From the JEC Blog

Sweeney’s Booknotes: A Reader’s Guide to the Major Writings of Jonathan Edwards

Nathan A. Finn and Jeremy M. Kimble, eds., A Reader’s Guide to the Major Writings of Jonathan Edwards (Wheaton, IL: Crossway, 2017).

A Reader's GuideAs I have noted in my blurb in the front of this book, “Christians wanting to dip into Edwards’s daunting prose but seeking expert help in doing so will find it in this book. The tour guides are clear, edifying, and reliable. They don’t discuss all of Edwards’s massive body of work, but they treat most of his greatest hits—and do so in the service of what Edwards, quoting [the biblical book of] James, called ‘true religion.’”

Nathan Finn (Union University, Jackson, TN) and Jeremy Kimble (Cedarville University, Cedarville, OH) have assembled a fine panel of evangelical intellectuals to produce a truly Edwardsean introduction to Edwards’ works. As they note in the “Introduction,” every contributor to this enterprise “is . . . a convictional evangelical who resonates personally with Edwards’s spiritual vision and wants to commend his writings to others so that they too might be encouraged, convicted, and challenged by this great pastor-theologian” (p. 19).

After a “Foreword” by Ken Minkema and the editors’ “Introduction,” the volume leads off with a winsome opening chapter by one of its publisher’s leading editors, Dane Ortlund, an Edwards scholar with a Ph.D. from Wheaton, “How to Read Jonathan Edwards.” In the evangelical spirit of the volume as a whole, Ortlund’s very first paragraph begins and ends with a striking theological assertion: “To read Jonathan Edwards is to see God” (p. 23). Thus the “fundamental prerequisite” to reading Edwards rightly “is that you must be born again” (p. 25), Ortlund adds a bit later. And for born again readers, Ortlund states from experience, Edwards “turns . . . postcard views of Christ and the beauty of authentic Christian living into an experience of the real thing. . . . Edwards gives us longings for God and for holiness that are more satisfying than even our best joys currently are” (p. 24).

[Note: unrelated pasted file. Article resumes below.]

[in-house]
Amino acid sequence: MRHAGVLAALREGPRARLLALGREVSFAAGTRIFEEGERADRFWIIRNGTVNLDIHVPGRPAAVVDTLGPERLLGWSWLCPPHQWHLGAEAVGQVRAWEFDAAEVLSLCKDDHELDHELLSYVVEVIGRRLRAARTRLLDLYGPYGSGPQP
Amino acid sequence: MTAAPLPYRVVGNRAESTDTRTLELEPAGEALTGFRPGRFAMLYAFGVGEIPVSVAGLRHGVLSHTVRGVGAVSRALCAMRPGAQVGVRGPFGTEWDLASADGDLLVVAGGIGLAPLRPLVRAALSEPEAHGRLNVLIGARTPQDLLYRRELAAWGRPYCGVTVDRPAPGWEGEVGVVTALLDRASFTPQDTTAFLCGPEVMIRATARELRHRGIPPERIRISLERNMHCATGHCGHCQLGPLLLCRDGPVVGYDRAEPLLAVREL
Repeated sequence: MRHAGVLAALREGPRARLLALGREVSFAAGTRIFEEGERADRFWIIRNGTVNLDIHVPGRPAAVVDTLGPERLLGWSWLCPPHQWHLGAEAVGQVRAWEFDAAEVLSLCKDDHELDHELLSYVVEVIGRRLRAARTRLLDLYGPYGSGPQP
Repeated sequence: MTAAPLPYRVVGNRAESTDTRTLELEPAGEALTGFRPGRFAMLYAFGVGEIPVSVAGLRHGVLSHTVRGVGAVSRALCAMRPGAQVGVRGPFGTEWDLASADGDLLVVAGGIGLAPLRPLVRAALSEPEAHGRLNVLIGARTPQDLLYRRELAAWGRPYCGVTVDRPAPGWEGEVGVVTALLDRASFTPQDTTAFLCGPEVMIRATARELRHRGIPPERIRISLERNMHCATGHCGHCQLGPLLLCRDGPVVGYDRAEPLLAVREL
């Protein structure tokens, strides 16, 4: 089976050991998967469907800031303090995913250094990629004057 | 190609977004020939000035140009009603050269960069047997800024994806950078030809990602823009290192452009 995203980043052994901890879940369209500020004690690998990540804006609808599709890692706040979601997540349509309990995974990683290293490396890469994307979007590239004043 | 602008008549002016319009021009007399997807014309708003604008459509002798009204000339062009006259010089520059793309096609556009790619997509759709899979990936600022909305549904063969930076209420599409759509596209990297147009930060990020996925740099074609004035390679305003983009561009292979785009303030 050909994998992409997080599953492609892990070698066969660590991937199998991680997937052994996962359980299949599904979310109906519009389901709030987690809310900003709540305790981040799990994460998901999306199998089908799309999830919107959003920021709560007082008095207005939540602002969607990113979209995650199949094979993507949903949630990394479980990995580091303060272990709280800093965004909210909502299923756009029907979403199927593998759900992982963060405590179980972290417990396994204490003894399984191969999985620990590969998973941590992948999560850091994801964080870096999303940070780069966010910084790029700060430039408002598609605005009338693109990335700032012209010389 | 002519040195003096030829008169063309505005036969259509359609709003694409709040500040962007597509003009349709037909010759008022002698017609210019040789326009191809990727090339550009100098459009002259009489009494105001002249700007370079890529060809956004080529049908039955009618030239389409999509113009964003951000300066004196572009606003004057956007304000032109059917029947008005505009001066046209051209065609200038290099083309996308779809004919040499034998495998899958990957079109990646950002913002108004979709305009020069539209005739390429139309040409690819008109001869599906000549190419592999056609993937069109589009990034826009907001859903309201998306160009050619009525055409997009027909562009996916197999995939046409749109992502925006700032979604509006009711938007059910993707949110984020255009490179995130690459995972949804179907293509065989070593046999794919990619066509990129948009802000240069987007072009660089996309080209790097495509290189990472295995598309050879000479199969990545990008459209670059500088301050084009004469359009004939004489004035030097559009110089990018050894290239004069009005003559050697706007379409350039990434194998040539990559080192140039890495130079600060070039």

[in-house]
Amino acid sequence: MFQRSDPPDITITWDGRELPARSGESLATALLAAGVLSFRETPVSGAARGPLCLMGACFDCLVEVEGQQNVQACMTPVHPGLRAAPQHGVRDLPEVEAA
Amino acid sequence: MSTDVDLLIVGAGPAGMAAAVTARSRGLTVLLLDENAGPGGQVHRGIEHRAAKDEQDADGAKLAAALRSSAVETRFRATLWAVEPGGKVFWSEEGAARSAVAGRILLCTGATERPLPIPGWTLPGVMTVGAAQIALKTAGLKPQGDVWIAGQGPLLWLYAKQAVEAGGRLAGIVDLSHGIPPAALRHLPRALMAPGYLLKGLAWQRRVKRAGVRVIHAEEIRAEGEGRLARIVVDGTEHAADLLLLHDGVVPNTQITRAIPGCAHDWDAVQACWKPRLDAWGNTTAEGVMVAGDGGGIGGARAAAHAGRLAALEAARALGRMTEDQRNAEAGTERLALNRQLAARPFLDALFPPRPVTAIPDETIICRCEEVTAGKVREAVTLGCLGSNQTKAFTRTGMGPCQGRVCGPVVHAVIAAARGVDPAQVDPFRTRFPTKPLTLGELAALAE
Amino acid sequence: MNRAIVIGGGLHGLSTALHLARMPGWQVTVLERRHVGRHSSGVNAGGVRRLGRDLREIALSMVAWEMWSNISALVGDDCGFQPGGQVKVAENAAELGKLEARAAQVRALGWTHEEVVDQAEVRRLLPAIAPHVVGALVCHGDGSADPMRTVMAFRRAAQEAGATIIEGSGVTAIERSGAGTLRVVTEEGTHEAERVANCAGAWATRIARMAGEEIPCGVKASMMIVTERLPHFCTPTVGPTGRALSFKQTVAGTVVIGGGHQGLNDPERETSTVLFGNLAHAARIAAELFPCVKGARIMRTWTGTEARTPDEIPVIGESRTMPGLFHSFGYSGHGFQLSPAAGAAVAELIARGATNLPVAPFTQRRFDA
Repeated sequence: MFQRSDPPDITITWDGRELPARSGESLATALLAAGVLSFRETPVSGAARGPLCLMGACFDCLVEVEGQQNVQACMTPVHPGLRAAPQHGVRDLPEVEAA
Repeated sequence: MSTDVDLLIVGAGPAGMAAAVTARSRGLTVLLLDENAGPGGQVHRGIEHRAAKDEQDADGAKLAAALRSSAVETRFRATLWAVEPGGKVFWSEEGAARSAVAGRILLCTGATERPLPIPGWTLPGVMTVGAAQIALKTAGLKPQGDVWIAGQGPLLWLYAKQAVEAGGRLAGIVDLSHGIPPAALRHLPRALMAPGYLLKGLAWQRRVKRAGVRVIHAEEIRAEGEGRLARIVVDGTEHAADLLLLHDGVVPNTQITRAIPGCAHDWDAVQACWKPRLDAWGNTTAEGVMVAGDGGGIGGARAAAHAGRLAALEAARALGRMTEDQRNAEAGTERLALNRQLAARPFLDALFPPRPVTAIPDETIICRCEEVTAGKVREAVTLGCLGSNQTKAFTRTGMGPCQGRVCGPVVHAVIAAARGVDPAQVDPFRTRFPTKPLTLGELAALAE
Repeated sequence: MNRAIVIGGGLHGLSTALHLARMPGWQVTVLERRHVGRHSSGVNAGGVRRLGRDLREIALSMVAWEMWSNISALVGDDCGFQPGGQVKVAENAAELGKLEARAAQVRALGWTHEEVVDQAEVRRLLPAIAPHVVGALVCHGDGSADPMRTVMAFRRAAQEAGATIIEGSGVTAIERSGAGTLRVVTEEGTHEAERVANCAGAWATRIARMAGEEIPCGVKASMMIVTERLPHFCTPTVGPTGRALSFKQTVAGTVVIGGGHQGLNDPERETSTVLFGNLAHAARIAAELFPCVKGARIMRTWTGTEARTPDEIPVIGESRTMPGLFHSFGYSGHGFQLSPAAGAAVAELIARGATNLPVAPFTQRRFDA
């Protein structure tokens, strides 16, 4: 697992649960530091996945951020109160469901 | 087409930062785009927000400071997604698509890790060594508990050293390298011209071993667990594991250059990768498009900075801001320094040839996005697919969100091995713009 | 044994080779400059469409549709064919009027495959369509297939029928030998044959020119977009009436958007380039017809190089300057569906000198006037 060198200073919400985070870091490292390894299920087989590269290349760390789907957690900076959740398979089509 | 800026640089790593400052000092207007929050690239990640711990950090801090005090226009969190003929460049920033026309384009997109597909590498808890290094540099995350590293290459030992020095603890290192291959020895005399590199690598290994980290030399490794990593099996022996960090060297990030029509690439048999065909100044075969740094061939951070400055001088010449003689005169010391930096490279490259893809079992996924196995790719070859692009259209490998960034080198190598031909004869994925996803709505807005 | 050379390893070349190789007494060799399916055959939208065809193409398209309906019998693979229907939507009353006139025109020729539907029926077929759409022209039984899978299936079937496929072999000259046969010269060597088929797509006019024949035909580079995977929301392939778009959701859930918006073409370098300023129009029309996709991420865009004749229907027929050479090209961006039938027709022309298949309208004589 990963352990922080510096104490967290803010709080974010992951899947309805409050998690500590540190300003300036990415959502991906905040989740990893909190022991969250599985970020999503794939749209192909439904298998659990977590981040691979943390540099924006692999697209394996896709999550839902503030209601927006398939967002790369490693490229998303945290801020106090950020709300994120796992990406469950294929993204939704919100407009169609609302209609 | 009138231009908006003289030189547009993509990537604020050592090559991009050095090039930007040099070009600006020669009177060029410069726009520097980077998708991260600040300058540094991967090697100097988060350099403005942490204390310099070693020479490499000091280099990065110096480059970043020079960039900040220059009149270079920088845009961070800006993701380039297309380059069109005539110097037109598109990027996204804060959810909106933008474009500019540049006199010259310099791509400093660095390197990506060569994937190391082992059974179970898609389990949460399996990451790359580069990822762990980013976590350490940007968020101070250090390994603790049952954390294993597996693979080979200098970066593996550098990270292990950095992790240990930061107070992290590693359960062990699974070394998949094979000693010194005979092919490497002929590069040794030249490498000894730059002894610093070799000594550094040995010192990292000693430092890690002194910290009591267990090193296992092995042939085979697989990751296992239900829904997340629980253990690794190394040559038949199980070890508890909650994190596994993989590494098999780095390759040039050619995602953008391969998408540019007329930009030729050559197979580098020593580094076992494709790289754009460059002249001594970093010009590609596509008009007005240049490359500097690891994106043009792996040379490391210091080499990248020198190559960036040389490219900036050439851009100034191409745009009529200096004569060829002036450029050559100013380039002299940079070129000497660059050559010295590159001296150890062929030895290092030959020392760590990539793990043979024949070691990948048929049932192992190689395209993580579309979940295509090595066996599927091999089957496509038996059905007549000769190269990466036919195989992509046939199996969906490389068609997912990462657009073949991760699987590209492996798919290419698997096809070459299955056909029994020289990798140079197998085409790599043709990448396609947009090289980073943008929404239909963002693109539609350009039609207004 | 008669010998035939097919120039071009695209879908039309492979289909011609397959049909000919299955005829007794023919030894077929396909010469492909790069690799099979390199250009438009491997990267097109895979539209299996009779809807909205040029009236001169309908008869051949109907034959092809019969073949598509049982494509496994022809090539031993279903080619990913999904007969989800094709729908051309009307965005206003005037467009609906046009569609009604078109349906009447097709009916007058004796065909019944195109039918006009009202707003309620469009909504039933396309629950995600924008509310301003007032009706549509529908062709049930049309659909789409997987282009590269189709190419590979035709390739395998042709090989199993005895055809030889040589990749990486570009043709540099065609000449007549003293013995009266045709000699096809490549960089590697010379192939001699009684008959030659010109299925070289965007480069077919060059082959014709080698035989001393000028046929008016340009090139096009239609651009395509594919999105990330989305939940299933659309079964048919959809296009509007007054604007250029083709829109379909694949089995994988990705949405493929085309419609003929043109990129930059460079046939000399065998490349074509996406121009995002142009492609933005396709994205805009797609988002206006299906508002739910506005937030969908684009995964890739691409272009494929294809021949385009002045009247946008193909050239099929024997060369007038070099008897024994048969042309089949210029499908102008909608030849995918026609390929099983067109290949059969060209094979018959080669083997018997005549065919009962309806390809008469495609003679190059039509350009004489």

The rest of the book’s chapters introduce one or more of Edwards’ most important texts, offer the most salient aspects of these writings’ historical background, provide a summary and detailed analysis of their contents, and apply them to the lives of contemporary readers.

The book concludes, fittingly, with pastor John Piper’s essay on his admiration for Edwards, “A Personal Encounter with Jonathan Edwards: A Mind in Love with God,” pp. 209-29, which is adapted from material published first in The Reformed Journal in 1978 and expanded upon in one of Piper’s best-selling books, God’s Passion for His Glory: Living the Vision of Jonathan Edwards (1998). The volume as a whole, in fact, is dedicated to Piper.

Here is a peek at the table of contents:

Introduction (Nathan A. Finn and Jeremy M. Kimble)

  1. How To Read Jonathan Edwards (Dane Ortlund)
  2. Autobiographical Spiritual Writings (Nathan A. Finn)
  3. Revival Writings (Jeremy Kimble)
  4. Justification by Faith Alone (Michael McClenahan)
  5. Religious Affections (Gerald McDermott)
  6. The Life of David Brainerd (Rhys Bezzant)
  7. Freedom of the Will (Joe Rigney)
  8. Original Sin (Robert Caldwell)
  9. A History of the Work of Redemption (Sean Michael Lucas)
  10. Edwards’s Affectional Ethics (Paul Helm)

Appendix: A Personal Encounter with Jonathan Edwards: A Mind in Love with God (John Piper)

As you have surely seen by now, this project is produced by and for evangelicals. Other Christians, not to mention non-Christians, will likely feel as though its chapters were not written mainly for them. Nonetheless, it serves its target audience admirably.